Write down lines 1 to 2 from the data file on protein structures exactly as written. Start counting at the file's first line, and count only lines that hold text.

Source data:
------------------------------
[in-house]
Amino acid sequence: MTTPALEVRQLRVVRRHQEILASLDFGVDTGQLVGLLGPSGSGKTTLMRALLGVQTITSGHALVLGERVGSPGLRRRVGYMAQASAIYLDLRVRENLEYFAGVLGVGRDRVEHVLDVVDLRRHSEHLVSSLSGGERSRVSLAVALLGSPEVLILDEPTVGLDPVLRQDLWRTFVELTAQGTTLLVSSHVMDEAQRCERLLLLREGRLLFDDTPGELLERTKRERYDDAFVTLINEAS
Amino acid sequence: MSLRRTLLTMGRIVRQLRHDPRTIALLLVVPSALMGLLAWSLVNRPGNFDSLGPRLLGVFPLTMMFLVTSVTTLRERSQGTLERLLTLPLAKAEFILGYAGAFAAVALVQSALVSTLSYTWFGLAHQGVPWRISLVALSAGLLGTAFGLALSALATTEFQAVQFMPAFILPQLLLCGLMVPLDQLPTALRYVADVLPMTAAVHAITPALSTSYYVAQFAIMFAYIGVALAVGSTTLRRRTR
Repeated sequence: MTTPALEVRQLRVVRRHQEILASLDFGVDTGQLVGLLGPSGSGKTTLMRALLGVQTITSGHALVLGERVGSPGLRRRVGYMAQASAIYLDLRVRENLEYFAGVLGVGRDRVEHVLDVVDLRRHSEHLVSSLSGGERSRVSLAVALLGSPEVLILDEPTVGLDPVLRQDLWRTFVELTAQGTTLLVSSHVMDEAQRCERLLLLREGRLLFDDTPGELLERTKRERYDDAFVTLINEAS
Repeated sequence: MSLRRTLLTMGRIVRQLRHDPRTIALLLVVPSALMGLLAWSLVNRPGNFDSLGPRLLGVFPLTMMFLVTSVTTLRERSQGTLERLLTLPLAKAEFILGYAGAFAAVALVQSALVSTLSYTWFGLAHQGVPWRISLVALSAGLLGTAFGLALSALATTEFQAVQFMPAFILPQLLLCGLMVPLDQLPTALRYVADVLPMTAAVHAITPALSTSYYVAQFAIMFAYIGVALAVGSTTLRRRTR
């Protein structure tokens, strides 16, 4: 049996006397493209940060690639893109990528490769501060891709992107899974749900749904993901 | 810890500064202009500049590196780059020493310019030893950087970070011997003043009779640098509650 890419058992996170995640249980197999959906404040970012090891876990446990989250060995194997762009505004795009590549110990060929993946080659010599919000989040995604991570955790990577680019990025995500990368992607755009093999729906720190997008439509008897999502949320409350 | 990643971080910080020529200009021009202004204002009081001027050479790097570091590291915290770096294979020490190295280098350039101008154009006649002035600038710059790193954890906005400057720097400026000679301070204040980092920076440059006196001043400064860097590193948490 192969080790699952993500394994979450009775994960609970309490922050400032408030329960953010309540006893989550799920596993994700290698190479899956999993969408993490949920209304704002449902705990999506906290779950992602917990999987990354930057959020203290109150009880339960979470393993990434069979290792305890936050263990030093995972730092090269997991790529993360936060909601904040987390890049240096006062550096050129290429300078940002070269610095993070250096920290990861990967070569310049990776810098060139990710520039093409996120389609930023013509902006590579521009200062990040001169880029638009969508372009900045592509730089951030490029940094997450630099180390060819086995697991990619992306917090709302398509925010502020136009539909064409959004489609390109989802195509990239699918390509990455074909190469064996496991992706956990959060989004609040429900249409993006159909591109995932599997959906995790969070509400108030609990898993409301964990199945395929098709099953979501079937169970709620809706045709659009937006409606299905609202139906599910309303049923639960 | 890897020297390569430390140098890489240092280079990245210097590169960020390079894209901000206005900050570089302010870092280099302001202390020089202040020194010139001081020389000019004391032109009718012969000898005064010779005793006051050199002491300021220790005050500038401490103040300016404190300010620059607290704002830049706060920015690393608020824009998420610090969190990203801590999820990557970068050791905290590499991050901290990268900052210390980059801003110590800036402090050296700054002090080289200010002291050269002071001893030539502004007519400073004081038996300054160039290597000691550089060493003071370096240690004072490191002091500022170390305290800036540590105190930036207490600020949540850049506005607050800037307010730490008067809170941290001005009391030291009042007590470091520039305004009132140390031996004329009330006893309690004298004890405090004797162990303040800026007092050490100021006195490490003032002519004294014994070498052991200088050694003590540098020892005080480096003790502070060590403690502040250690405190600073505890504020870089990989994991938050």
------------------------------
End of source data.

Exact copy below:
[in-house]
Amino acid sequence: MTTPALEVRQLRVVRRHQEILASLDFGVDTGQLVGLLGPSGSGKTTLMRALLGVQTITSGHALVLGERVGSPGLRRRVGYMAQASAIYLDLRVRENLEYFAGVLGVGRDRVEHVLDVVDLRRHSEHLVSSLSGGERSRVSLAVALLGSPEVLILDEPTVGLDPVLRQDLWRTFVELTAQGTTLLVSSHVMDEAQRCERLLLLREGRLLFDDTPGELLERTKRERYDDAFVTLINEAS